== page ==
In interfering WIPO election, US lays bare toxic 'America First' agenda

By Cong Ge Source:Global Times Published: 2020/3/1 17:27:07

Photo: GT

When US President Donald Trump put forth his "America First" agenda a few years ago, the world scrambled to find out what exactly it entails and what would be the implications. Then the US ripped apart existing trade deals, tossed out hard-fought international agreements on a wide range of issues from climate change to Iran's nuclear program and global arms control, abandoned UN agencies and crippled the WTO. Finally, the world came to see the ugly truth of that agenda, under which the US seeks to maximize its selfish interests through whatever it takes, even if that means unscrupulously cracking down on other countries, shamelessly disregarding international norms and rules, and irresponsibly wreaking havoc on the global community.

That brings us to the election next week for the new director general of the World Intellectual Property Organization (WIPO), a UN agency tasked with overseeing the world's vast intellectual property (IP) systems. The election in itself should be a standard matter - member states make their nominations and vote for the candidate best equipped to run the agency. Perfectly in line with WIPO rules, China nominated Wang Binying, a highly-regarded professional who is currently serving as the deputy director general. But as the world has witnessed in recent weeks, the US, which has no candidate of its own on the ballot, has singlehandedly highjacked the conversation about the election, which should focus on professional merits of the candidates, by injecting its poisonous politics into the process. And in doing so, it has once again laid bare its selfishness and bigotry under the "American First" agenda.

Following Wang's nomination, certain US officials and other figures have mounted a fierce campaign against her candidacy, spitting out obsolete accusations against China's IP system without any shred of evidence, lobbying other countries to vote for "anyone but Chinese" and even threatening to cut aid for countries that refuse to bow to its will. 

In an article in the Financial Times last week, Peter Navarro, a top trade advisor at the White House, openly called for the US government to interfere in the WIPO election to deny China's nominee, citing the US' baseless accusations of poor IP protection and IP theft by China. Indicating that the US was following up such a call with action, US Secretary of State Mike Pompeo has reportedly said that the US was "tracking" the election "very, very closely" and was "engaged in lots of conversations."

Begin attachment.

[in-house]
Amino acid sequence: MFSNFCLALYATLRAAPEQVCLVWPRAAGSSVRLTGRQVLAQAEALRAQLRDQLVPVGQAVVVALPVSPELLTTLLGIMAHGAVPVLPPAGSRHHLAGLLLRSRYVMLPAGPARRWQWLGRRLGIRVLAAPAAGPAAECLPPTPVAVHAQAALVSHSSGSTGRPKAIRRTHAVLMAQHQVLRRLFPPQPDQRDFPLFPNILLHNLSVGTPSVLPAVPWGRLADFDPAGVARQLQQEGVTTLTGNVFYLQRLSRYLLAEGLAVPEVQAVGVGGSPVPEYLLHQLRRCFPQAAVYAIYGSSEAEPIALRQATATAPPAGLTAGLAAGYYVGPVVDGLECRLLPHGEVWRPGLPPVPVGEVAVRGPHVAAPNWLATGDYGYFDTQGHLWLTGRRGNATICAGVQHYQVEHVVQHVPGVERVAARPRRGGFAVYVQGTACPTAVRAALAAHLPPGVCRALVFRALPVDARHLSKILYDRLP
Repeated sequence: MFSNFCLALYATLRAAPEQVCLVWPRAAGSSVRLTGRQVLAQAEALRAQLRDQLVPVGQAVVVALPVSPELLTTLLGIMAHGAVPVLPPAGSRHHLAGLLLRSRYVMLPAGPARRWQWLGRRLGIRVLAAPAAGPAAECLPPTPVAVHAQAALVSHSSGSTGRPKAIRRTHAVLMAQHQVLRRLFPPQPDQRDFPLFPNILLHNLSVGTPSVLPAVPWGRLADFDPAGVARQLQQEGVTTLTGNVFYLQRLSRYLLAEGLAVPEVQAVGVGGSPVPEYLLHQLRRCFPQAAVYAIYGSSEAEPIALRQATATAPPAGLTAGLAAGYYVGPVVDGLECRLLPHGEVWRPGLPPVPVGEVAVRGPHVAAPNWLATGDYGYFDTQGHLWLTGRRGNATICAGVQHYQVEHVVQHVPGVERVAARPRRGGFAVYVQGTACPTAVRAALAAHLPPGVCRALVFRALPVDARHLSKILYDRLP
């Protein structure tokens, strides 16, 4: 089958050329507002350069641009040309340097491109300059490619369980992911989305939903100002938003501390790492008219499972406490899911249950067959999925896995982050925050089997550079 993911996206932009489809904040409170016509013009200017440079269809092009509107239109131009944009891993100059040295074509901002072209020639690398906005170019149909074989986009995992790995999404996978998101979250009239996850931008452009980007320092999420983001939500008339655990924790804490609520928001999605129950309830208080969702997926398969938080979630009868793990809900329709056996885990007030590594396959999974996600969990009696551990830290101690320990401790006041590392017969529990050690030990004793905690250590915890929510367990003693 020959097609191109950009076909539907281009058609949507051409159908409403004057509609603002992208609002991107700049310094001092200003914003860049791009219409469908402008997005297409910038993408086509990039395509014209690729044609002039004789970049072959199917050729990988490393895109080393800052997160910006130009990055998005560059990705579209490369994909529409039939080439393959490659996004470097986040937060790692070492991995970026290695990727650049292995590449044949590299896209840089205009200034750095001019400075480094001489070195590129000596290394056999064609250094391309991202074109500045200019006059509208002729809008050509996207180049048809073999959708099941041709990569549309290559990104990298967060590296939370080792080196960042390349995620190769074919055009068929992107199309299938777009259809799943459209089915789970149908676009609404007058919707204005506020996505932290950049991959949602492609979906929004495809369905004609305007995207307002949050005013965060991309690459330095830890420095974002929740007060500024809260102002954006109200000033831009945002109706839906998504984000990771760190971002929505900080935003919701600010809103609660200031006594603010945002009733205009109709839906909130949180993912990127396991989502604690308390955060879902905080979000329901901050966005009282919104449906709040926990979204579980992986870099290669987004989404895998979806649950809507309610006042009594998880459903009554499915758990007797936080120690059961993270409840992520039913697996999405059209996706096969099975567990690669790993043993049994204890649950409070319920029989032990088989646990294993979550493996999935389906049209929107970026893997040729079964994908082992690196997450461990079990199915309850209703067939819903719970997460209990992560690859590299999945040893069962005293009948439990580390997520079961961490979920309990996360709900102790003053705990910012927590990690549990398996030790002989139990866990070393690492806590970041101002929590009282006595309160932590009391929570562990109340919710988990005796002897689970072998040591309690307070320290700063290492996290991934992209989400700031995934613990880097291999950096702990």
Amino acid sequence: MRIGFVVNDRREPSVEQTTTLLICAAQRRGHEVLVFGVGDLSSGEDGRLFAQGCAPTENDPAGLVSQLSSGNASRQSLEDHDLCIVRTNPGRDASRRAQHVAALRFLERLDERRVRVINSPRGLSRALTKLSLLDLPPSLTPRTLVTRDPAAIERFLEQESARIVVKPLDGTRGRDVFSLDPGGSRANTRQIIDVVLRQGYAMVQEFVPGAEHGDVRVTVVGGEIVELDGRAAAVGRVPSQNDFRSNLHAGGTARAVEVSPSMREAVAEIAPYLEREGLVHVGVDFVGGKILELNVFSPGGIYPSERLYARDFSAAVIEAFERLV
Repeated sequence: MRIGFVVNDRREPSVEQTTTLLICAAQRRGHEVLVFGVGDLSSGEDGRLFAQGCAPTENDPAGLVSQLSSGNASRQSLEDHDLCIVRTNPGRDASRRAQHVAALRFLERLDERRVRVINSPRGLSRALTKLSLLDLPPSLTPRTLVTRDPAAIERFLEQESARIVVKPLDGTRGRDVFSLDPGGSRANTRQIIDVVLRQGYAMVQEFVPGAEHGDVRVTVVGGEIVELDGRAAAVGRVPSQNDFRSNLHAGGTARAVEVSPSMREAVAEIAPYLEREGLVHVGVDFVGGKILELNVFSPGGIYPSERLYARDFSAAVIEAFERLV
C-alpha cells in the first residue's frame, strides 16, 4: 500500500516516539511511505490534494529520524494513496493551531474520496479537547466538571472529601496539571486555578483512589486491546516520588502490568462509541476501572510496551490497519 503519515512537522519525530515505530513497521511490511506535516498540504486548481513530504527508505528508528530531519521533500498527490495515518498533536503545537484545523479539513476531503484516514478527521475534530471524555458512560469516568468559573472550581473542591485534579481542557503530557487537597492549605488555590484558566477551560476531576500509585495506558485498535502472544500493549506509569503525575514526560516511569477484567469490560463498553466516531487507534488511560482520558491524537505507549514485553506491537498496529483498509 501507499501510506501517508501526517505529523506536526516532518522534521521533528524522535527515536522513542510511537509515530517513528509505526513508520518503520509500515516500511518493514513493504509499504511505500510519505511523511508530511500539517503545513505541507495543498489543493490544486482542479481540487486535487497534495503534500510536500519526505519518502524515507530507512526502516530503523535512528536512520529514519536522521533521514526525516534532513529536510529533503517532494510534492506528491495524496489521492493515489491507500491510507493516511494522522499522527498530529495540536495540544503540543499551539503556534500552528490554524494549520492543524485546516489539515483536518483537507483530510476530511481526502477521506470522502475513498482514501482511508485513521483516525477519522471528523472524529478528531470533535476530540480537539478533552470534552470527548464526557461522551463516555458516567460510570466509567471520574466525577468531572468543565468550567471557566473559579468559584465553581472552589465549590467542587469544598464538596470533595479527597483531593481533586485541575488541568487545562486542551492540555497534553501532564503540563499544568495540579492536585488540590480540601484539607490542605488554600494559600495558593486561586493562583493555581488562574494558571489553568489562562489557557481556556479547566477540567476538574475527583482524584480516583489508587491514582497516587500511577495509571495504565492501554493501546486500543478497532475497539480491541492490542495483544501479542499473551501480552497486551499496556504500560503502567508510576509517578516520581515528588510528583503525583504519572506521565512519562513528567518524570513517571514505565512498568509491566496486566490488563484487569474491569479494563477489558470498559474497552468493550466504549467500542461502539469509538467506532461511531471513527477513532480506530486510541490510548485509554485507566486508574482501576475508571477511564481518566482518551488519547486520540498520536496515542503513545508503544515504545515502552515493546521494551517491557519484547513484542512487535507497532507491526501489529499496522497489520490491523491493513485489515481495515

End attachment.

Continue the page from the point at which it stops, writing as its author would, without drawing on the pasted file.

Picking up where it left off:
Remarkably, the main target of the US' campaign is not Wang's credentials, which are impeccable as even some US experts noted. Instead, they aimed their firepower at China's IP system with groundless yet fearmongering rhetoric. "China is the [No. 1] threat to IP,"  John Bolton, the former US National Security Advisor who was fired last year, wrote in a tweet on Friday.

Facts speak louder than words. For any fair-minded person, China's progress in IP over the past years is nothing less than a miracle. Starting from scratch, China has built a robust IP protection system in line with global rules and standards within just four decades. Global inventors and businesses should know China's IP environment better than any of these US politicians. In 2019, entities from 186 countries and regions filed 157,000 patent applications and 255,000 trademark applications in China, up 6 percent and 4.7 percent year-on-year, official data showed. Noticeably, US entities filed for 39,000 patent applications and 54,000 trademark applications in China. 

If China had such a poor IP protection system as some US politicians describe, why are foreign entities flocking to China to register new IPs? If China was such a terrible place to do business as these US politicians describe, why would US companies, such as Apple and Tesla, rush to invest in China?